Tim Doling 23:06
So typically, they’ve the businesses we deal with anyway, have used generators on events before. So they know the typical cost base of using just a generator alone, what the fuel costs are going to be, what the servicing is going to be, and all the associated costs that go along with it. So it’s easy for them to plug a battery into that scenario and see what the reduction in runtime is going to be and work out ROI analysis based on that. So it’s type of thing we can help with, with various calculators and online tools. But it’s also very easy for people to do as well. And there’s a couple of event planners, particularly in Europe that do this for a living where they actually look at the event as a whole. And they break it down into different power sectors in the event and see how batteries are going to offset or completely eliminate generators. And they have a very nice calculator that just shows all that return on investment. So we can either help with that point people in the right direction, or show them how to do it themselves.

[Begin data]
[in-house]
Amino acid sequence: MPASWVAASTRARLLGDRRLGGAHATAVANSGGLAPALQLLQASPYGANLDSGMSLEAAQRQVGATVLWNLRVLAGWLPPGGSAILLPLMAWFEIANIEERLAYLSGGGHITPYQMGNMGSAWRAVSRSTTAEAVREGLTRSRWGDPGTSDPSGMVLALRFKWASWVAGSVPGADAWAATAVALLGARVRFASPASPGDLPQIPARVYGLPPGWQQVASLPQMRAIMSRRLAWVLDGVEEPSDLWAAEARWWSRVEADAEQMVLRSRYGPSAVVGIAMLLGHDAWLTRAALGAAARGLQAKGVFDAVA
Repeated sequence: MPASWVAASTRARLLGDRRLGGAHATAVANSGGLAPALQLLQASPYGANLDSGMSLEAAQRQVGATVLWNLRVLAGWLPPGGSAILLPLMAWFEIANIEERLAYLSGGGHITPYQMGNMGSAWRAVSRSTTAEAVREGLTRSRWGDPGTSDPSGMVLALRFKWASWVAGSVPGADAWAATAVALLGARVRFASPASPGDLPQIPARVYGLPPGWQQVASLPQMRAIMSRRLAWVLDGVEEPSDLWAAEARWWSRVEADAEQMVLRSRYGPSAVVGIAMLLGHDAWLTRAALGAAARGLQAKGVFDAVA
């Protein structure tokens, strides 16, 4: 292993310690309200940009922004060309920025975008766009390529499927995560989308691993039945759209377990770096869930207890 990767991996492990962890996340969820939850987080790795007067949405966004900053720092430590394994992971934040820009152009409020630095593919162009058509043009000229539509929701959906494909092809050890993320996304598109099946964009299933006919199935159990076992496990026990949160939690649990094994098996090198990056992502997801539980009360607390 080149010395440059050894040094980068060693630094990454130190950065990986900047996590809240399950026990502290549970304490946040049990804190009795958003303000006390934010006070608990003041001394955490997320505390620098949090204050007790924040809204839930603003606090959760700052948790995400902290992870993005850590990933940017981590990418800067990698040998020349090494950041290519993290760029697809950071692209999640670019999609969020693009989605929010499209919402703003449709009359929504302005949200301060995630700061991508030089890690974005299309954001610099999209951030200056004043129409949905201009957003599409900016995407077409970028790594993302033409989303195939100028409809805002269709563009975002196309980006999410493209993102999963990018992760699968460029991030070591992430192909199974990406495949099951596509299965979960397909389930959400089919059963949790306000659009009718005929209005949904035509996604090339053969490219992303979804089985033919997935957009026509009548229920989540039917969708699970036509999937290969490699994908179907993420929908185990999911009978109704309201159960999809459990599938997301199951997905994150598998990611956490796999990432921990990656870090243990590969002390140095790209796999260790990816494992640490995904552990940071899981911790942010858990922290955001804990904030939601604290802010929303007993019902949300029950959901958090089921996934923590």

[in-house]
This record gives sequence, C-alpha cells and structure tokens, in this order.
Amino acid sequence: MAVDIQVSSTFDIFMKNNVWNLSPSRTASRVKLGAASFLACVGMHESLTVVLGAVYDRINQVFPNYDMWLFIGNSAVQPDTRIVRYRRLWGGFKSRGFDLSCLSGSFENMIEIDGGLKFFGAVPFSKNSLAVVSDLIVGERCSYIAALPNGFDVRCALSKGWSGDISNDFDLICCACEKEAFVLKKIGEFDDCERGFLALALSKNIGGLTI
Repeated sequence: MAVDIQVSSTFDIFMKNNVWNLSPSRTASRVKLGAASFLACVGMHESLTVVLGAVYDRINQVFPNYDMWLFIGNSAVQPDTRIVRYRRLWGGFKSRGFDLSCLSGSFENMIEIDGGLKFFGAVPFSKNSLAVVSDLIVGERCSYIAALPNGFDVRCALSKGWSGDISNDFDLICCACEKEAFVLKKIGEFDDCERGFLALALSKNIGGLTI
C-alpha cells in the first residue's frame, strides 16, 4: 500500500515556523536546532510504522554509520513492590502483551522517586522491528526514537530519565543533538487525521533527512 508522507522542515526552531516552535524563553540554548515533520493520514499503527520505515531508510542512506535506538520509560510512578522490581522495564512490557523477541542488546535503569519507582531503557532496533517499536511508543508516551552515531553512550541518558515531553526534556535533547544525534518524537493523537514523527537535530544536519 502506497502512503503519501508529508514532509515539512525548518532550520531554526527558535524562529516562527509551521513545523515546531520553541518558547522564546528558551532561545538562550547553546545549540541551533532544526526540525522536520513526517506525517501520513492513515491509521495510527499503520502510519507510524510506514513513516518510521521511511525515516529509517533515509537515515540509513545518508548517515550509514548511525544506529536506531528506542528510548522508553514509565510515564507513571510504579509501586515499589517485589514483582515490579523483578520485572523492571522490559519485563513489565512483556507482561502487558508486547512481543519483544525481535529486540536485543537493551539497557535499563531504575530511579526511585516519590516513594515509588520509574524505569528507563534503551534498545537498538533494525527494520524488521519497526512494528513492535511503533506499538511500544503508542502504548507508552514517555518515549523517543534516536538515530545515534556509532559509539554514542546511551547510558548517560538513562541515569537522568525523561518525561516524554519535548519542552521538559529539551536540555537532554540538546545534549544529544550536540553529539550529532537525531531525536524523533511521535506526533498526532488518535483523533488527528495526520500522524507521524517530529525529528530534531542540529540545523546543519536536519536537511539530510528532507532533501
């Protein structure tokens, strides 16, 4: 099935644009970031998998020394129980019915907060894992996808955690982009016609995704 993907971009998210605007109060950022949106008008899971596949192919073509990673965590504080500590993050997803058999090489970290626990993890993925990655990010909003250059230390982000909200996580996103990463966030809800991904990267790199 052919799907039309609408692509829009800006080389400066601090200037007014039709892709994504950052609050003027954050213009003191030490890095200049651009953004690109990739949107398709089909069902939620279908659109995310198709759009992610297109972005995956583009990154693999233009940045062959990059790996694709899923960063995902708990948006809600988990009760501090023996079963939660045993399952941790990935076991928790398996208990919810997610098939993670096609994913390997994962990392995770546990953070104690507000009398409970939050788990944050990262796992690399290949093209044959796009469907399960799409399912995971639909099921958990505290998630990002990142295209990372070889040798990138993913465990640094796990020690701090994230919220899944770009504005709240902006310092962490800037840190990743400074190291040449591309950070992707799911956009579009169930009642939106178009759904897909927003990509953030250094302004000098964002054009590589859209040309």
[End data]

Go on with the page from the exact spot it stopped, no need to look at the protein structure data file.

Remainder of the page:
Kevin Sturmer 24:04
And on a related topic, we have one final question, can energy storage systems be remotely controlled?

Tim Doling 24:10